The core of the WDW Resort, Magic Kingdom has just opened the first of the attractions in its new Fantasyland, which more than doubles the size of the “land” that caters to the youngest guests. Under the Sea – Journey of the Little Mermaid is designed to make you feel like you’re part of the Little Mermaid film. Use the FastPass service to minimize waits in the world’s most popular theme park. And don’t miss classic experiences like the Disney character parade down Main Street, USA, each afternoon and the fireworks that light up the sky many nights.

    Source: Themed Entertainment Association/AECOM

    See more Disney travel tips

  • World's Most-Visited Theme Attractions: Disneyland

    No. 7 Disneyland, Anaheim, CA

    Annual Visitors: 16,140,000

    The original Disneyland, which Walt Disney called “a source of joy and inspiration to all the world,” was the model for Florida’s Magic Kingdom, and some of the California rides are even better. Pirates of the Caribbean, for instance, is nearly twice as long, and you exit into a dreamy, “nighttime” bayou with fireflies (instead of into a gift shop). The Jungle Cruise promises a real punster-captain and a boatload of silliness.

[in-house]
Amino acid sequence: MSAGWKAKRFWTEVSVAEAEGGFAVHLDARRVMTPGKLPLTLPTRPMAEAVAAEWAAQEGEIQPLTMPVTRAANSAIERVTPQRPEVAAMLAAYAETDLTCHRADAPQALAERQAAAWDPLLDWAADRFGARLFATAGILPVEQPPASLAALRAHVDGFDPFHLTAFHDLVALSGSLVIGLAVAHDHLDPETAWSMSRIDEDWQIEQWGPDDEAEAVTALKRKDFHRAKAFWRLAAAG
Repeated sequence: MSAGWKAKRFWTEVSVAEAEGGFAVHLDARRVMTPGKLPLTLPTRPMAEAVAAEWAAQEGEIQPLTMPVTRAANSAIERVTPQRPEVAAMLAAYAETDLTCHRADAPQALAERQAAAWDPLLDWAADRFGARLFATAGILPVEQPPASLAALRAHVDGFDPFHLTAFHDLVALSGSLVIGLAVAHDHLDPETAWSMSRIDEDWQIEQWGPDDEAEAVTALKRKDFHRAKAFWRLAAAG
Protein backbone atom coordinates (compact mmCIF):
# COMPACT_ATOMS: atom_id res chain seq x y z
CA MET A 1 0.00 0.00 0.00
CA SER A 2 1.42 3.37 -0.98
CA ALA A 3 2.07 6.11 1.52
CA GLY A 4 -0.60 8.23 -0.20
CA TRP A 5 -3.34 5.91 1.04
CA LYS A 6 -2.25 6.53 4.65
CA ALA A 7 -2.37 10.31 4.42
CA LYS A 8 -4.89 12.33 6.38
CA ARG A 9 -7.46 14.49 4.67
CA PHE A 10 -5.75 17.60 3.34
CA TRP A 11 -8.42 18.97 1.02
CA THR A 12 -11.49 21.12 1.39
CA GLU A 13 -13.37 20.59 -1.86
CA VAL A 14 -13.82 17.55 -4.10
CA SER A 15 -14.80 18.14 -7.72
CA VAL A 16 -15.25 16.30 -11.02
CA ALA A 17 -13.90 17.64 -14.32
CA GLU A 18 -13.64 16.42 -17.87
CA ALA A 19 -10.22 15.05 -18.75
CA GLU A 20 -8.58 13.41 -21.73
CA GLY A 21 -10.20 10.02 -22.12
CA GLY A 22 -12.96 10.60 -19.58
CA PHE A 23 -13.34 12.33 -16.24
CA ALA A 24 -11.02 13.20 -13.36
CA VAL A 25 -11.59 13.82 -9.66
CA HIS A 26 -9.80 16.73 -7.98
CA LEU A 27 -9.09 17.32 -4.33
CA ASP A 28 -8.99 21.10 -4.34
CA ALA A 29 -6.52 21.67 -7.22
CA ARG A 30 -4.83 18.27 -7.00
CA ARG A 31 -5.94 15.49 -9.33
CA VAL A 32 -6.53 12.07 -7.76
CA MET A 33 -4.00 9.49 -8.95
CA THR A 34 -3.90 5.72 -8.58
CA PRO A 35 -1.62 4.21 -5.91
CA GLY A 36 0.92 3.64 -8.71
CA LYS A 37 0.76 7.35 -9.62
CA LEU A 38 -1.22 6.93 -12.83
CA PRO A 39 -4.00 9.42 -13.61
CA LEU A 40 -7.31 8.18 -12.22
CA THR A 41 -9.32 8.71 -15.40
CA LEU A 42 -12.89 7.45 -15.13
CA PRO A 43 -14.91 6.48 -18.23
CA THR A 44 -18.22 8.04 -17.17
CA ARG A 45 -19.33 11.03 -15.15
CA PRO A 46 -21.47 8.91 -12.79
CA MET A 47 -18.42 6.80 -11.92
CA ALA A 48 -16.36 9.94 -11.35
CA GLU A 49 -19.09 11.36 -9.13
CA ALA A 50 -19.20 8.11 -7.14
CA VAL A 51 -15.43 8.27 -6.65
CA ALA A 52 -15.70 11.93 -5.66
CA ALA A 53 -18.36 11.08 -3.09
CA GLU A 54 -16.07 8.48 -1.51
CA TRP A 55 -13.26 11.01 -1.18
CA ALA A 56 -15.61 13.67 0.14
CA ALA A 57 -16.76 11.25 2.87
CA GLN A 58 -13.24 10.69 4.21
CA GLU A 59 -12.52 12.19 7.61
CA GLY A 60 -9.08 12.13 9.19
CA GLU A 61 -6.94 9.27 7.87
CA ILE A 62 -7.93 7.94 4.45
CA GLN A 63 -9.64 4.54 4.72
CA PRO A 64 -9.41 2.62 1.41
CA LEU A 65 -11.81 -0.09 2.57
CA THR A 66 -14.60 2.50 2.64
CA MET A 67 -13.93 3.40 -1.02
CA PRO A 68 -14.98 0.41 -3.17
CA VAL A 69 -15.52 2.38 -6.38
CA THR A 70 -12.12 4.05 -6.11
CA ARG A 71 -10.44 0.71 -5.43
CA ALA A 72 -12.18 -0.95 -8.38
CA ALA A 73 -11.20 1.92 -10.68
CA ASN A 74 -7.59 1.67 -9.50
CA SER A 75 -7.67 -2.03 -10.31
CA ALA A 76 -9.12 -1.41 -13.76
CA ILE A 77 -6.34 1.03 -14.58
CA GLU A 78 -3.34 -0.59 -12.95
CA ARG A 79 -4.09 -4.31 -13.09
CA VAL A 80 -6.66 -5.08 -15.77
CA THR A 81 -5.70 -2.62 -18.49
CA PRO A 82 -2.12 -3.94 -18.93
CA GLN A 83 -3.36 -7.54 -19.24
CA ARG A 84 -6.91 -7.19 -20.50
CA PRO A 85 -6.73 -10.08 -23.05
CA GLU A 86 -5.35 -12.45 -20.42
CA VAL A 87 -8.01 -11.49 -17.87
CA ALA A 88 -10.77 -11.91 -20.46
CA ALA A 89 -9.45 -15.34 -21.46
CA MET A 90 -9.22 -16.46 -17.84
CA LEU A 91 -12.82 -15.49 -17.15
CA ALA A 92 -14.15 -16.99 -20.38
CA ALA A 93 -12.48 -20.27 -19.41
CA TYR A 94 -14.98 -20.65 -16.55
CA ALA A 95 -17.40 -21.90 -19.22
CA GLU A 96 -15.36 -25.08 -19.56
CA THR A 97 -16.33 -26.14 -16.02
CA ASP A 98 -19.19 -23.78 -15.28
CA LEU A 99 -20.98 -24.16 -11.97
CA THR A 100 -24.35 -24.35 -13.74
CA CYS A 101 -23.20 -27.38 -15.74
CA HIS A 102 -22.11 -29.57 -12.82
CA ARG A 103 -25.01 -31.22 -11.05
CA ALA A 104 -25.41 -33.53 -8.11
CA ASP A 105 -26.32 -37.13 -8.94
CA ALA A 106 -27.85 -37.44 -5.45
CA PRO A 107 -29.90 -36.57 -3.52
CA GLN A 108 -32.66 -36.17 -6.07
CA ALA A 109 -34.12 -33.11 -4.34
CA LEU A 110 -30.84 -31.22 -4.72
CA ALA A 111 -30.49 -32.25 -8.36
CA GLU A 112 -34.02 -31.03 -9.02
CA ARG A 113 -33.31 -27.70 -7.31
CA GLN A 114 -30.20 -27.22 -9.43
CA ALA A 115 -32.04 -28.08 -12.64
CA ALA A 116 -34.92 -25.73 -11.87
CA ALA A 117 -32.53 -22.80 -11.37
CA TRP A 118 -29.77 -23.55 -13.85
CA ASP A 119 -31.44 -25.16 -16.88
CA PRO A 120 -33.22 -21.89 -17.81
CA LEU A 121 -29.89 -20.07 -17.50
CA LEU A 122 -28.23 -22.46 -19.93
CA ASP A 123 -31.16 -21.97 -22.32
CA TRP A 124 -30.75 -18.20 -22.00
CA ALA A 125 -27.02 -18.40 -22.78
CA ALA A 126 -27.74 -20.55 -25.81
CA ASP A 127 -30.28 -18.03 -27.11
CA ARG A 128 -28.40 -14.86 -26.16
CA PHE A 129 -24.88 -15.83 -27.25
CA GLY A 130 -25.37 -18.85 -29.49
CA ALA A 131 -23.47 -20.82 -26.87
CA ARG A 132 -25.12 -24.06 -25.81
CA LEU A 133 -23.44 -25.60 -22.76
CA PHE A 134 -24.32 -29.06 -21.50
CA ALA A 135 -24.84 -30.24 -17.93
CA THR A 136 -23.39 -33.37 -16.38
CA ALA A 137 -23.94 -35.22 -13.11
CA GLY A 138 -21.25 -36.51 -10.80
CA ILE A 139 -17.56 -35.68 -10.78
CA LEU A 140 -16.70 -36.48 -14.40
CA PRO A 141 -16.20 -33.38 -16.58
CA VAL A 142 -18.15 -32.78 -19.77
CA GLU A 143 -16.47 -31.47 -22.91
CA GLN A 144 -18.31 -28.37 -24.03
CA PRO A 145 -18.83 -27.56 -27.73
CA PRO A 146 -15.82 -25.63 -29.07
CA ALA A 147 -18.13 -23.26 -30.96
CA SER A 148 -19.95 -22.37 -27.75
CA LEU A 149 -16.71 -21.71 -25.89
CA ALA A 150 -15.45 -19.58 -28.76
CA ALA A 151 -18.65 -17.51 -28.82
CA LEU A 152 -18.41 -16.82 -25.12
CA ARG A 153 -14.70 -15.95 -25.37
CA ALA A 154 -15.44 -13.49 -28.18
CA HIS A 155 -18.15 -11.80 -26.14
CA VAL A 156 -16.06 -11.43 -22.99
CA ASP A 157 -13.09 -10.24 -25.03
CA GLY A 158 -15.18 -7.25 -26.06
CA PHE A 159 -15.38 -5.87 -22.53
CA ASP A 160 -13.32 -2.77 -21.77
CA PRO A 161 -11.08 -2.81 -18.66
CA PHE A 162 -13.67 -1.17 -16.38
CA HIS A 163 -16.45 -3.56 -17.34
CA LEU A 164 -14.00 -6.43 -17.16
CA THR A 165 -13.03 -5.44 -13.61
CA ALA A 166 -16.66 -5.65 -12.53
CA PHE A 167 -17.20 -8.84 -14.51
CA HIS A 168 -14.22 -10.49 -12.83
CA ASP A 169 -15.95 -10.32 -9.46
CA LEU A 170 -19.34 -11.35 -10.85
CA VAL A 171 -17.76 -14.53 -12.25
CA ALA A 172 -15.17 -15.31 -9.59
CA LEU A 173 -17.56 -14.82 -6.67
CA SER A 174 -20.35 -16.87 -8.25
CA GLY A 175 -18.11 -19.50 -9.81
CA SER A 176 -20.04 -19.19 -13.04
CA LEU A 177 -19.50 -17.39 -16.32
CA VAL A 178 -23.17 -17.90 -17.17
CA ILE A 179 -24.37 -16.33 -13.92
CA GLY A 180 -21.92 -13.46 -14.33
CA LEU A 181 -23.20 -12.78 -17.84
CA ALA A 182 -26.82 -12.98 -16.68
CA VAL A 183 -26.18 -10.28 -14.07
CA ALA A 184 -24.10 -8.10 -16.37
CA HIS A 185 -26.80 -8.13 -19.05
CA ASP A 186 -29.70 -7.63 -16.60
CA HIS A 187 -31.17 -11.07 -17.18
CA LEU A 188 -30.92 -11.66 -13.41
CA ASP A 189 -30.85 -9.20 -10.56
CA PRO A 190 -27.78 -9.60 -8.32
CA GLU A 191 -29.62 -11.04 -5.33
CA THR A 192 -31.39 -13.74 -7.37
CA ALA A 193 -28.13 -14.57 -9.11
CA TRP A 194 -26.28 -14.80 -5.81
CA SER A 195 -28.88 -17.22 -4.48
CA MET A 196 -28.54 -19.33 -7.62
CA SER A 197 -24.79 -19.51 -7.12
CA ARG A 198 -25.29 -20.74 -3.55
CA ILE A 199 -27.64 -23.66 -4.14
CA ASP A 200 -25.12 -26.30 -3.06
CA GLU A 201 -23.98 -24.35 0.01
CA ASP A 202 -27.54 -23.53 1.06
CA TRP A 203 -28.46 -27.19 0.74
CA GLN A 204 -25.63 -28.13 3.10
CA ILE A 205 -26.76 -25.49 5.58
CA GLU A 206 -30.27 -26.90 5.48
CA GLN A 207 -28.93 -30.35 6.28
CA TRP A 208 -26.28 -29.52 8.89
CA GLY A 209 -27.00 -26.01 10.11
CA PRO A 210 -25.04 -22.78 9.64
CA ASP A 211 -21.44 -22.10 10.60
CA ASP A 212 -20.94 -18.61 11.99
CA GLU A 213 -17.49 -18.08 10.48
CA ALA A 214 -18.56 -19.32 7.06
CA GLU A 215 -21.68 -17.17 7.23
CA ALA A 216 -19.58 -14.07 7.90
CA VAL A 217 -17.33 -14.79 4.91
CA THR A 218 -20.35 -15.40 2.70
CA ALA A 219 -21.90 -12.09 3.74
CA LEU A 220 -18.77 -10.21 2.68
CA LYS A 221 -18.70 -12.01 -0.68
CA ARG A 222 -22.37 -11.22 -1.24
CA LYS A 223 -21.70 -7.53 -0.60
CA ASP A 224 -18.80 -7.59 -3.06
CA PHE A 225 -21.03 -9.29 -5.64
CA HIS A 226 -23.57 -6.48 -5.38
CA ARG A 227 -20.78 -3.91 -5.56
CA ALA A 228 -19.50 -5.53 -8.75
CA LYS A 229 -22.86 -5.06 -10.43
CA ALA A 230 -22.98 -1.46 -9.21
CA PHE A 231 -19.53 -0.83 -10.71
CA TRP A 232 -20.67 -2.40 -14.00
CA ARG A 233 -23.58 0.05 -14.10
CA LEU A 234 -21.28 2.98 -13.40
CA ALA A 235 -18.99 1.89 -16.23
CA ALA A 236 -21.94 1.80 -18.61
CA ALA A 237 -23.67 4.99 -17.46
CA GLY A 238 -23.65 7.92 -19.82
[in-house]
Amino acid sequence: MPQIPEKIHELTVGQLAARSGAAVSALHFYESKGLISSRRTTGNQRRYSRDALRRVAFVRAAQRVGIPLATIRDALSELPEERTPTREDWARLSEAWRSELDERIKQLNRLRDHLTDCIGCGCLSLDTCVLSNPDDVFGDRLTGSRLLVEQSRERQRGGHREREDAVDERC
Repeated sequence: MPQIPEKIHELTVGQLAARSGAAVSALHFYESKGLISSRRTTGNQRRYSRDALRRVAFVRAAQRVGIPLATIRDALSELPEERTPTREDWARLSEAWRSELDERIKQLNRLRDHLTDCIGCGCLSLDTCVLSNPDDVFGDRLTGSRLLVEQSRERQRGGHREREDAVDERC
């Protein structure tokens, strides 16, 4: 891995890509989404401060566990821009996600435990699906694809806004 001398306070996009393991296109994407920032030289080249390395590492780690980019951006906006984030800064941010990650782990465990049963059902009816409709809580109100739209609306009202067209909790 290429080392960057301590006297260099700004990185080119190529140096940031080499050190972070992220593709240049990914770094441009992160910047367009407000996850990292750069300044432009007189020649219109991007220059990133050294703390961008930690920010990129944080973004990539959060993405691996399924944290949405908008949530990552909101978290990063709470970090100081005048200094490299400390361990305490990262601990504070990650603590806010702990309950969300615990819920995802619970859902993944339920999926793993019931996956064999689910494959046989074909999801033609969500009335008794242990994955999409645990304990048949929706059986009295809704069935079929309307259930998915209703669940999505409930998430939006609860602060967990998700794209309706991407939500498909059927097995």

Source: Themed Entertainment Association/AECOM

    See more Disney travel tips

  • America's Most-Visited Theme Attractions: Golden Gate Bridge

    No. 8 (tie) Golden Gate Bridge, San Francisco

    Annual Visitors: 15,000,000